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Dark matter of the human transcriptome: Functional study of the antisense Long Noncoding RNAs and Molecular Mechanisms of Action

Final Report Summary - DARK (Dark matter of the human transcriptome: Functional study of the antisense Long Noncoding RNAs and Molecular Mechanisms of Action)

98% of the eukaryote’s genome is non-protein coding raising the question of the role of the dark matter of the genome. Pervasive transcription generates thousands of noncoding transcripts having immediate impacts on development and disease. Among the long non coding (lnc)RNAs, antisense transcripts have been poorly studied despite their putative regulatory importance. Several functional examples include X-chromosome inactivation, maintenance of pluripotency and transcriptional regulation. One of the reasons of the lack of information is their low expression and difficulties to be measured in vivo.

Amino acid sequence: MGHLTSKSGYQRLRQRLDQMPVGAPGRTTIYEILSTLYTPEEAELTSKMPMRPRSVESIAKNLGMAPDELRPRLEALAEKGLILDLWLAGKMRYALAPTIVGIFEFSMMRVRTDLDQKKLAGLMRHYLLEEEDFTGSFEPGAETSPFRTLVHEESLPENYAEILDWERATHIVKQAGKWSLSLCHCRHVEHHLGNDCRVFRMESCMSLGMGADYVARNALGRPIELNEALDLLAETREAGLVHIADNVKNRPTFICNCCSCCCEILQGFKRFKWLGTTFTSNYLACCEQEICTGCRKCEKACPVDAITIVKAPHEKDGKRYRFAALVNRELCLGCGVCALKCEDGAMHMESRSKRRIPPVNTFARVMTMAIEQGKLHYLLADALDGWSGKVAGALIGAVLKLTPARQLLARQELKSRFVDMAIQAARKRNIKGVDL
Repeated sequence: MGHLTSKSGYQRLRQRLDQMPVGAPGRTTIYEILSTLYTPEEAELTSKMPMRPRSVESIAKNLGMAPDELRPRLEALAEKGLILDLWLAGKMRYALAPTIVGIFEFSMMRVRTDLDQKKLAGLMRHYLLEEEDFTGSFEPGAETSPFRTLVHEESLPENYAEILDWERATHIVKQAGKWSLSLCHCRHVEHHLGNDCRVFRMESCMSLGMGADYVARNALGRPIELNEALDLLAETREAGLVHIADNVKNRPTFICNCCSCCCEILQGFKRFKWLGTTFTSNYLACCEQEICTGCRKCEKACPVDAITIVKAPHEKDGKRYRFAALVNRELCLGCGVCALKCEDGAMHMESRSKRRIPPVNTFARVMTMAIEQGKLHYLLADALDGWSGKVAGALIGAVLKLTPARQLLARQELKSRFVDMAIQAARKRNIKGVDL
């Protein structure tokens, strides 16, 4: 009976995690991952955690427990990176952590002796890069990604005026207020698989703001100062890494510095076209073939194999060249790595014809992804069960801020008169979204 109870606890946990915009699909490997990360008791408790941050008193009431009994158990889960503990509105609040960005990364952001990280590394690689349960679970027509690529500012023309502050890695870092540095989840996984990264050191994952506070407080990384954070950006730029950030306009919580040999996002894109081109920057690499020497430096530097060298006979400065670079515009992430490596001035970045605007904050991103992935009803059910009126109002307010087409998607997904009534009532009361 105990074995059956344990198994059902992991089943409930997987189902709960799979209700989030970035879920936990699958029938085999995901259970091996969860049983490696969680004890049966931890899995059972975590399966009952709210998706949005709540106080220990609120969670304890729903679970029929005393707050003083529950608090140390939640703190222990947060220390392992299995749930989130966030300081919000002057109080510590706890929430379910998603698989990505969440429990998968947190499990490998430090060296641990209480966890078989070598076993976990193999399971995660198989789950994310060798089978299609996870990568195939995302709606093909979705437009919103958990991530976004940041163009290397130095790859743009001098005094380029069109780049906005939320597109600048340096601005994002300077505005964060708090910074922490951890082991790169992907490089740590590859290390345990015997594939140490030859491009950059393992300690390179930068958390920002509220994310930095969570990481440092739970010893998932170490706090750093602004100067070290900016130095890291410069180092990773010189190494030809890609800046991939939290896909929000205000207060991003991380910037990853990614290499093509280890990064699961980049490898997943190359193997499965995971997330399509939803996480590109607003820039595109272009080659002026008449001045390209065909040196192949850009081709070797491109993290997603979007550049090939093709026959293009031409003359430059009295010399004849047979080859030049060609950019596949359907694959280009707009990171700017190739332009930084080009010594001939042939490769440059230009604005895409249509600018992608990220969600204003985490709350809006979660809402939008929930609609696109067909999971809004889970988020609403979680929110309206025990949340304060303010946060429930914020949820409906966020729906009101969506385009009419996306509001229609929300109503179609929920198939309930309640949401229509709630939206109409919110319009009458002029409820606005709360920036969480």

With this project, we draw a novel catalog of the human lncRNA including antisense using original High throughput technologies and bioinformatics pipelines. Strikingly, we show that these novel lncRNAs can be used as efficient biomarkers for prostate cancer diagnosis. Second, we propose a dissection of the functional role the antisense lncRNA HOTAIR during chronic DNA damage through its multimodal platform of proteins interaction. In addition, our unpublished data propose the existence of an entire class of cryptic cytoplasmic lncRNA sensitive to the RNA decay pathway DIS3, impinging their study so far. The roles for antisense lncRNAs in shaping the epigenome paved the way for future fundamental and structural studies but also enlarge our vision for novel biomarkers in cancer.